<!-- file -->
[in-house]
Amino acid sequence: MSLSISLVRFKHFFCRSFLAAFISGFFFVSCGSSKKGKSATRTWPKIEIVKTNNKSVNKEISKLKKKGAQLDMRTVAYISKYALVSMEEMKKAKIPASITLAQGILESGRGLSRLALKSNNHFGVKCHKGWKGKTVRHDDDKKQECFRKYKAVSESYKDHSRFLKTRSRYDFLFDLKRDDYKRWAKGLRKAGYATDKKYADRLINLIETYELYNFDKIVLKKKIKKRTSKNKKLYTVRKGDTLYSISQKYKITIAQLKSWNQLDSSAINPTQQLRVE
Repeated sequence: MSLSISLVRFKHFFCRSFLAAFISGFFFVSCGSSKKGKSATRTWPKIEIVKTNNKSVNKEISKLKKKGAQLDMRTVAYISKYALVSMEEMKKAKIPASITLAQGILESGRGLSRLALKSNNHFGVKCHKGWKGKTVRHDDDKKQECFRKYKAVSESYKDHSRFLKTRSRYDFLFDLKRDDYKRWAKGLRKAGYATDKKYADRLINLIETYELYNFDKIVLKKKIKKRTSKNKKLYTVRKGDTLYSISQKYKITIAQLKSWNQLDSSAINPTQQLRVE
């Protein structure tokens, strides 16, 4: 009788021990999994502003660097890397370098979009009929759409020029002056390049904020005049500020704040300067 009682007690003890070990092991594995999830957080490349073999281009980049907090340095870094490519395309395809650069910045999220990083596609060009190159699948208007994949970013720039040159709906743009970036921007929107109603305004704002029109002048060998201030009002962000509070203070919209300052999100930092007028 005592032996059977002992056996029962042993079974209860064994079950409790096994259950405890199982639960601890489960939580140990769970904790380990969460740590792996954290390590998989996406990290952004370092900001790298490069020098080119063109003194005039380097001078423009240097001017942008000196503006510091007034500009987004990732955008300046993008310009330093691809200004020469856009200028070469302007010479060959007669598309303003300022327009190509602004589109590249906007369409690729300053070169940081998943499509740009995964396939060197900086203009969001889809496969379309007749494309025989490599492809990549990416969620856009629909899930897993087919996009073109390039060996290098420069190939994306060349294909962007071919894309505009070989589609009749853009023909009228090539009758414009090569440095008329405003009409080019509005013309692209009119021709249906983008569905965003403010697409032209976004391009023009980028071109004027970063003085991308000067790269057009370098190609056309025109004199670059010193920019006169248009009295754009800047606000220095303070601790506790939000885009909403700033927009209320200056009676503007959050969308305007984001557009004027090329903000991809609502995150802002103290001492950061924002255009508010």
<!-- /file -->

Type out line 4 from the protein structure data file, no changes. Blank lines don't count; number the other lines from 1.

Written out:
């Protein structure tokens, strides 16, 4: 009788021990999994502003660097890397370098979009009929759409020029002056390049904020005049500020704040300067 009682007690003890070990092991594995999830957080490349073999281009980049907090340095870094490519395309395809650069910045999220990083596609060009190159699948208007994949970013720039040159709906743009970036921007929107109603305004704002029109002048060998201030009002962000509070203070919209300052999100930092007028 005592032996059977002992056996029962042993079974209860064994079950409790096994259950405890199982639960601890489960939580140990769970904790380990969460740590792996954290390590998989996406990290952004370092900001790298490069020098080119063109003194005039380097001078423009240097001017942008000196503006510091007034500009987004990732955008300046993008310009330093691809200004020469856009200028070469302007010479060959007669598309303003300022327009190509602004589109590249906007369409690729300053070169940081998943499509740009995964396939060197900086203009969001889809496969379309007749494309025989490599492809990549990416969620856009629909899930897993087919996009073109390039060996290098420069190939994306060349294909962007071919894309505009070989589609009749853009023909009228090539009758414009090569440095008329405003009409080019509005013309692209009119021709249906983008569905965003403010697409032209976004391009023009980028071109004027970063003085991308000067790269057009370098190609056309025109004199670059010193920019006169248009009295754009800047606000220095303070601790506790939000885009909403700033927009209320200056009676503007959050969308305007984001557009004027090329903000991809609502995150802002103290001492950061924002255009508010």